Text: Esther | Listen to Message
God, Are You There?
The name of the LORD is nowhere to be found in the book of Esther. The situation – namely, a king’s decree to annihilate all the Jews – seems to indicate that God himself is absent altogether. Sometimes life feels like that.
The early chapters of this book introduce us to a woman called Esther and her adoptive father called Mordecai. I say “called” because these were not their real names. In Persian exile, “Hadassah” had been renamed “Esther,” derived from the goddess “Ishtar/Astarte.” “Mordecai” was a derivation of “Marduk,” the Babylonian city-god. Esther and Mordecai had changed their names because Esther and Mordecai had changed their identities. In order to blend into the pagan culture that surrounded them, Esther and Mordecai intentionally hid their Jewishness (see 2:10, 20).
It gets worse. Esther participated in a sordid, high stakes beauty pageant wherein each contestant had one night to sleep with the king. The winner – whoever pleased him most – would become his new queen. Make of this what you will, but Esther won the contest and was named as Xerxes’ queen.
For the next 5 or 6 years, we know virtually nothing except that Esther lived a lavishly comfortable life in the palace of the Persian king. It’d be easy to think God was missing from Esther’s story because God was missing from Esther’s heart.
That brings us back to this decree. Suddenly, Esther’s comfort and safety came screeching to a halt. Haman, the king’s right hand man, had bribed the king to exterminate her people on a single day. Esther was the only person in a position to change the mind of the most powerful man on earth. But to even ask might cost her everything. She had not been summoned to appear before the king, and to do so uninvited could mean certain death.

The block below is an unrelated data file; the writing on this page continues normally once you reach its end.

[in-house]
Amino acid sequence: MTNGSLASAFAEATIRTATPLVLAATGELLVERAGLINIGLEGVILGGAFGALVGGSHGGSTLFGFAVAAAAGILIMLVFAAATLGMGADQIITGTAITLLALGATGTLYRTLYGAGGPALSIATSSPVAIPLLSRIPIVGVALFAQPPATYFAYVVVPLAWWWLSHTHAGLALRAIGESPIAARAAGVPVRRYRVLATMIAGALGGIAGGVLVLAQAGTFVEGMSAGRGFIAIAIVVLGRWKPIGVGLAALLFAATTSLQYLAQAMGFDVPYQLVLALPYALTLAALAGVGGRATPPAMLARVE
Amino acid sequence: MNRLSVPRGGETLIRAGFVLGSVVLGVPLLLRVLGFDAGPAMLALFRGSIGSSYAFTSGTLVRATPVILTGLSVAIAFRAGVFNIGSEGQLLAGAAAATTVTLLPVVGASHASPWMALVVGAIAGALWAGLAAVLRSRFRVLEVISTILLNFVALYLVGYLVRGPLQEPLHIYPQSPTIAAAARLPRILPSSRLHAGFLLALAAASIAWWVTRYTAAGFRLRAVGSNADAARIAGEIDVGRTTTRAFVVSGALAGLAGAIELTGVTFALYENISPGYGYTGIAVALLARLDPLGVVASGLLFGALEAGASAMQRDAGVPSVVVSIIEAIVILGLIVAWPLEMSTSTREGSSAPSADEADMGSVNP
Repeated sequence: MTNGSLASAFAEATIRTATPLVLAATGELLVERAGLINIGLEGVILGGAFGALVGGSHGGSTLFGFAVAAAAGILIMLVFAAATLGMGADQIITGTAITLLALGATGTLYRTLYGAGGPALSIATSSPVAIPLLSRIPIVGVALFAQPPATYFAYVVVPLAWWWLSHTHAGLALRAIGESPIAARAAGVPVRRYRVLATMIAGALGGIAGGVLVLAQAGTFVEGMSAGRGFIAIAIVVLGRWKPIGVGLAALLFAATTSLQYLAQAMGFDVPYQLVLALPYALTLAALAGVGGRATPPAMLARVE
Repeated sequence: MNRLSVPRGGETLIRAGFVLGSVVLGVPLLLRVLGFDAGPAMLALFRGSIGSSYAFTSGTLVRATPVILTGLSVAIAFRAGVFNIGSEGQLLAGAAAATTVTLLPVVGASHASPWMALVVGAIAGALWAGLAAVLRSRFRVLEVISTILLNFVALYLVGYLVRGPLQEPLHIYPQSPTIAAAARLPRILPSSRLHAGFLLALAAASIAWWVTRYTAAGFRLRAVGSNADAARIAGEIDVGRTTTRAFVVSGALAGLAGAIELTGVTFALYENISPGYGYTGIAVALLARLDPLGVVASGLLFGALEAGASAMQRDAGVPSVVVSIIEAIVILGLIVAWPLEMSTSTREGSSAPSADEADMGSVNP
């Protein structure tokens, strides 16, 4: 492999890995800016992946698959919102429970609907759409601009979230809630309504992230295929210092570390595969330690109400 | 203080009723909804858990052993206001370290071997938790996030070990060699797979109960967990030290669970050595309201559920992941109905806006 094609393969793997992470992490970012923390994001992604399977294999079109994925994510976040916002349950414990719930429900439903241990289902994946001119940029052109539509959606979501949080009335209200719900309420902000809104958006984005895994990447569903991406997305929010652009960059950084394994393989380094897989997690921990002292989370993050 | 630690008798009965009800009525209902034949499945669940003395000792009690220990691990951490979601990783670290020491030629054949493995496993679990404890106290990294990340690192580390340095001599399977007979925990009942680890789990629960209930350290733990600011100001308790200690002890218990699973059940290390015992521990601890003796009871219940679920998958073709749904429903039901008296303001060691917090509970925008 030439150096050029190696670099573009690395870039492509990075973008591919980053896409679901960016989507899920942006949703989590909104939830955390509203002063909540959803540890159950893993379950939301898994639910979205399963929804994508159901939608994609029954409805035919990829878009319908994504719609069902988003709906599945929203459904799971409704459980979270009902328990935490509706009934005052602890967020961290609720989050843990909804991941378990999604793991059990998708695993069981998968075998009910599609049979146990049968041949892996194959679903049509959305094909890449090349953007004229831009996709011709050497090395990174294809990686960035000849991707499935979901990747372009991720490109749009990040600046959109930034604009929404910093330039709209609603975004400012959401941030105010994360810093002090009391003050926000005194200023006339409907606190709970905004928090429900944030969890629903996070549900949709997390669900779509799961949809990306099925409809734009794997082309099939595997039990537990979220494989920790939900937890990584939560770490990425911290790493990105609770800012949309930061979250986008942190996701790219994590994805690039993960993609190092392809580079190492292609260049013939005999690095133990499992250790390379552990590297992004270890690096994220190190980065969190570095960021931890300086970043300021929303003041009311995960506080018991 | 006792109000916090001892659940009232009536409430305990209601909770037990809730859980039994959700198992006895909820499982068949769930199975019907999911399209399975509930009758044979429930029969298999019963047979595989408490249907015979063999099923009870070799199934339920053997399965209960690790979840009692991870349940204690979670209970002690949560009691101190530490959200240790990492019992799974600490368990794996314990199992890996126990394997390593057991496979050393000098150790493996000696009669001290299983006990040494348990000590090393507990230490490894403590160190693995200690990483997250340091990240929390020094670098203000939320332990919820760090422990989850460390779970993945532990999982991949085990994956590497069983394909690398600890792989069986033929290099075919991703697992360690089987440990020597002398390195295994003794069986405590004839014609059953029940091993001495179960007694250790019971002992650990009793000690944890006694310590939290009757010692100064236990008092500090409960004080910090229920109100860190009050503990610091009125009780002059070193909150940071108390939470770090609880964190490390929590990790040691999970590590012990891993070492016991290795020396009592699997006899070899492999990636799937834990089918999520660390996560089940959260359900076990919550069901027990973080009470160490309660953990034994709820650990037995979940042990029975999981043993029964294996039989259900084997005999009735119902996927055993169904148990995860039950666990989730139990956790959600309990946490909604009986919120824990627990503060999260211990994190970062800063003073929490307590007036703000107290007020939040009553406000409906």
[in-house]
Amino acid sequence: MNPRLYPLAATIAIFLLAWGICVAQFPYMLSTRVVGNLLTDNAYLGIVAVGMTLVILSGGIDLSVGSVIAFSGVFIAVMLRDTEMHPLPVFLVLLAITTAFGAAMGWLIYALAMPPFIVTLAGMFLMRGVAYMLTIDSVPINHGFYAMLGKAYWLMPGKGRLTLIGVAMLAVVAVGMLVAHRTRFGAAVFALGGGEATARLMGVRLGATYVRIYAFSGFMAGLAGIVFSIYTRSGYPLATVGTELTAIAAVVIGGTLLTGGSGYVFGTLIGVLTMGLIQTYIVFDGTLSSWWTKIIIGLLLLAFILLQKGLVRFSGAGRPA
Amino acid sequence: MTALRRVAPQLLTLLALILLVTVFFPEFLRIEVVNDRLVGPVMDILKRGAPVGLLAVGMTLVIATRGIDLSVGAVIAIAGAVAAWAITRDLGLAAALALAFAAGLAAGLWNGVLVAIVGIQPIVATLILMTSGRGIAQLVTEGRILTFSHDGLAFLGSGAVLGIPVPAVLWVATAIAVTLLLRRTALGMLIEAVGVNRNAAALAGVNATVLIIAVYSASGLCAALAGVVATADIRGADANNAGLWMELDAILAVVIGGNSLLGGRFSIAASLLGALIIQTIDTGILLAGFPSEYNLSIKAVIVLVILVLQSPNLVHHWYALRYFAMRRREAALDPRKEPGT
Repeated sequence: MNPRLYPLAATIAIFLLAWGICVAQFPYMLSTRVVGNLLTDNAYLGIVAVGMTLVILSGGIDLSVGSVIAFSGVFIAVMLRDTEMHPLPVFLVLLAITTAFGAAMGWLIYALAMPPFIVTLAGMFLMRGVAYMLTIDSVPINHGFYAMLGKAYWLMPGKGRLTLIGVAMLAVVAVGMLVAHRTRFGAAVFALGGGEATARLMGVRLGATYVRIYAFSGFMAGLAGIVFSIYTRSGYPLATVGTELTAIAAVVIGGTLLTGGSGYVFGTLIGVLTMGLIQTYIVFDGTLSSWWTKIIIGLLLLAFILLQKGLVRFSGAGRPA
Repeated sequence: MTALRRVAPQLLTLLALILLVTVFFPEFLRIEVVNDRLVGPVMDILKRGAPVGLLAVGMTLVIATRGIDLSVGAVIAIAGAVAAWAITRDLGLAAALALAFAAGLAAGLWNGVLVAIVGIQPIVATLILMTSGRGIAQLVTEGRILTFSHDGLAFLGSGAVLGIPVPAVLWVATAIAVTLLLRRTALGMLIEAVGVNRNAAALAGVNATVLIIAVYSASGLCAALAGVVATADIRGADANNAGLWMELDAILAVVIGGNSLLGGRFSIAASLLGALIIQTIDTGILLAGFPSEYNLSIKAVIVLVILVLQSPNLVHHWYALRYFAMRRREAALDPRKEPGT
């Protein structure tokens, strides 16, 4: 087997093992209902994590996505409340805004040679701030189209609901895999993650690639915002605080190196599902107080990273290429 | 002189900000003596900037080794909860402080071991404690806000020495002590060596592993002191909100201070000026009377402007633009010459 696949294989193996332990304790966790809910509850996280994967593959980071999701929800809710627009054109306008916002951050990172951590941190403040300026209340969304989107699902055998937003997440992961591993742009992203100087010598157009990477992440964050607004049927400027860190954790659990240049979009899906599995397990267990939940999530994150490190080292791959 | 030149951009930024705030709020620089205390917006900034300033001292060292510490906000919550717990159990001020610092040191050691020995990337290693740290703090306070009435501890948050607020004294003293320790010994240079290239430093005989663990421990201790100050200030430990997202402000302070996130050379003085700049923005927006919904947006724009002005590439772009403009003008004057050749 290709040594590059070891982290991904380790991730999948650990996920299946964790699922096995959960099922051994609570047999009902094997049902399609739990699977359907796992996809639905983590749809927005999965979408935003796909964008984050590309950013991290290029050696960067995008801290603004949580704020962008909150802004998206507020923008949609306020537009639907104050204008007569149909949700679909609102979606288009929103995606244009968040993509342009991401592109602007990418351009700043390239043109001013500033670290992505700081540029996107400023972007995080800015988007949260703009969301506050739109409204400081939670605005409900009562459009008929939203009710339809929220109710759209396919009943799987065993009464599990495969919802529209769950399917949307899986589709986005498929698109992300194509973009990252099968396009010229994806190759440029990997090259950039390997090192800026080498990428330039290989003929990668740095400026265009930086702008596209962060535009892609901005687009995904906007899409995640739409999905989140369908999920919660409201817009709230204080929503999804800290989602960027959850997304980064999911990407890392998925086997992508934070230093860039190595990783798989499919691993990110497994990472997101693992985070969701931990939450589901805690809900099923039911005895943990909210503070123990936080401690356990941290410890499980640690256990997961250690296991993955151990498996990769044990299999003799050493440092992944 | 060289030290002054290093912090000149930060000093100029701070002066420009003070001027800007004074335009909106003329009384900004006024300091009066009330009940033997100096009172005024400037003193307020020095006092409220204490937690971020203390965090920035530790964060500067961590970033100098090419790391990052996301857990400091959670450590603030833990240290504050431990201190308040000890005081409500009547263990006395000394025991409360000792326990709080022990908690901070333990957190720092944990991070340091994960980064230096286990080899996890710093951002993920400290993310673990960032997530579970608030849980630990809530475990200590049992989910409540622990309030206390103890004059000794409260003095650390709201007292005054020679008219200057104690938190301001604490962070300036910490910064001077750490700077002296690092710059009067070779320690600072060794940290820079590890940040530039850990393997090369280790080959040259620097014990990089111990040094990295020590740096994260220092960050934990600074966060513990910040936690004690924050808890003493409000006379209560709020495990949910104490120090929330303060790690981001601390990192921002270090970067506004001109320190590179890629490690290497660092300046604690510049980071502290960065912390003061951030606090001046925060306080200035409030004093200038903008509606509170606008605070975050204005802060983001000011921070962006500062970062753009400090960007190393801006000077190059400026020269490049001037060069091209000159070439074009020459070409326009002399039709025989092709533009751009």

Esther has a choice: Identify with her people and risk execution or seek her own self-interest at the expense of her people and hope for the best. Mordecai pleads with her: “Who knows whether you have not come to the kingdom for such a time as this?” (4:14) Esther courageously concludes she will approach the king uninvited, “And if I perish, I perish” (4:16).
Long story short . . .
Somehow Esther receives the favor of the king.
Somehow the king decides to honor Mordecai and make him second in command.
Somehow Haman gets executed on the very gallows he’d built for Mordecai.
Somehow the king agrees to issue a counter-decree sparing the Jews.
And somehow Esther is forever memorialized for her selfless courage.
Of course all these “somehows” have a name: Yahweh. The LORD ultimately did this. He is the unseen Actor behind the scenes of the Esther story. Karen Jobes puts it like this:
Any deity worth his salt can do a miracle now and then. Our God is so great, so powerful, that he can work without miracles through the ordinary events of billions of human lives through millennia of time to accomplish his eternal purposes and ancient promises. God delivered an entire race of people in Persia because the king had a sleepless night, because a man would not bow to his superior, because a woman found herself taken to the bedroom of a ruthless man for a night of pleasure. How inscrutable are the ways of the Lord! (Esther: The NIV Application Commentary, pp. 159-160).
It is God who put a young Hebrew woman in the palace (and the heart) of the king. It is God who transformed her heart from compromising to courageous, from selfish to selfless, from fearing man to fearing the Lord. It is God who worked in the ordinary and the mundane to do the extraordinary. And it is God who wishes to do the same for you.